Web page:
acm

cz

acm

cz

Dept. of Computer Science and Engineering, Czech Technical University in Prague

Faculty of Mathematics and Physics, Charles University in Prague

Faculty of Electrical Engineering and Computer Science, Technical University of Ostrava

Faculty of Informatics and Information Technologies, Slovak University of Technology

Faculty of Informatics, Masaryk University

Faculty of Management Science and Informatics, University of Zilina

CTU Open Contest 2008

Tree In sert ion s

insert.c, insert.C, insert.java, insert.p

All modern banks employ information systems to process their data. The amount of data is

enormous. Imagine all the transactions, payments, e-banking, web services, etc. Therefore,

advanced data structures must be used to store the data and allow to access them very quickly.

A Binary Search Tree (BST) is one example of such a data structure It holds a collection of

values with some comparison operation that provides linear ordering on these values.

BST consists of nodes, each of them contains one value and has at most two subnodes: left and

right (BST is a binary tree). The left subtree always contains only values strictly less than the

node value, the right subtree only values greater than or equal to the node value.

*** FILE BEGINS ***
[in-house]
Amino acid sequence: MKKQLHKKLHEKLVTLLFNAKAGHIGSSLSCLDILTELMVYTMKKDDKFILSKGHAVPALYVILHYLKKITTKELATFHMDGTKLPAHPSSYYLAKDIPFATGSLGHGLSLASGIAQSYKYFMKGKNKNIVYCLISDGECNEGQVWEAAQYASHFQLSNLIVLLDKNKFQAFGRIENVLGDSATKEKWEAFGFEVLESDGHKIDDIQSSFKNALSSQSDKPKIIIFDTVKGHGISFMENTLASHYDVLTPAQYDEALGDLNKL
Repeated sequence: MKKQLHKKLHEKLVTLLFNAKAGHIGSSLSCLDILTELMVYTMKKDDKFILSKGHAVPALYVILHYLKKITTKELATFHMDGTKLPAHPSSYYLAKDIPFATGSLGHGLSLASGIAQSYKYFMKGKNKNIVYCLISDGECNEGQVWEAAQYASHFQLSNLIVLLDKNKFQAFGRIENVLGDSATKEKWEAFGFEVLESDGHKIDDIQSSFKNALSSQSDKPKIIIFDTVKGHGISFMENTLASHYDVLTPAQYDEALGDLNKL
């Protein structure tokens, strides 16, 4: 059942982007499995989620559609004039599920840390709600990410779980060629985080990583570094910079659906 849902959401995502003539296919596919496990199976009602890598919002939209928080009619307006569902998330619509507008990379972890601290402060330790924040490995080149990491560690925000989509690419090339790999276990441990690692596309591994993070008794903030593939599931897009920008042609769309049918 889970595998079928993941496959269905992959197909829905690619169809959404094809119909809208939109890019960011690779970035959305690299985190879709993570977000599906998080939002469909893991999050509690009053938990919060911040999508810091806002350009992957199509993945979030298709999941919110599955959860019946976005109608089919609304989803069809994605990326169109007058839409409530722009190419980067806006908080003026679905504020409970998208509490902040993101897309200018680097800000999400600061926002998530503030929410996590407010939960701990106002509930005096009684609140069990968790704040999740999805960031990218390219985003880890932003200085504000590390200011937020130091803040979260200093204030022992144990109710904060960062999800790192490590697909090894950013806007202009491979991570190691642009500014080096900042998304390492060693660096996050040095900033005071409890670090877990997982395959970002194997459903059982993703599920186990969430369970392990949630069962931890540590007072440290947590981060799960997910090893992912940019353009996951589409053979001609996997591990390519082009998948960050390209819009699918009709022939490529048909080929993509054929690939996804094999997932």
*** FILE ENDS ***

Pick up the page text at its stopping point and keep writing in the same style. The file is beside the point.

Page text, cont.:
As a consequence, values may easily be looked up by traversing the tree recursively. We begin

withtherootnodeandcompareitsvaluewiththevaluewearesearchingfor. Dependingon

the result, we descend either into the left or into the right subtree, but we never need to walk

through both.

If we want to insert values to an existing tree, the procedure is also simple. The first value

(when the tree is empty) is always put as the root. If the tree already exists, we start with the

root node and traverse the tree recursively, as in the case of searching. When the traversal leads

us to a missing subnode, we create a new leaf node at that position and assign it the new value.

The figures below show the tree after subsequently adding the following sequence of numbers:

3, 4, 3, 5, 4, 1, and 2.

3

3

4

3

3

4

3

3

4

5

3

3

4

5

4

3

1

3

4

5

4

3

1

23

4

5

4

You may notice that di.erent permutations of the same numbers will often result in the same

BST. For example, the tree from the fifth figure above may be constructed by three di.erent

input sequences:

• 3, 4, 3, 5, 4

• 3, 4, 5, 4, 3

• 3, 4, 5, 3, 4

Interesting, isn’t it. Your task is to compute how many di.erent permutations are there that

will result into the same BST.

Input Specification

The input will consist of several trees, each of them specified on two lines. The first line contains

a single integer N (1 . N . 100), the number of values in the tree. The second line contains

N values separated by a space. These values, if inserted in the given order, form a BST to be

examined. All values will be between 0 and 1 000.

The last tree is followed by a line containing a single zero.

Output Specification

For each tree, output the total number of di.erent permutations that would generate the same

Binary Search Tree. As you may notice in the Sample Output, this number may exceed 2

32

.

Sample Input

5

34354

7

3435412

31

16824412202826101418222630135791113151719212325272931

0

Output for Sample Input

3

45

74836825861835980800000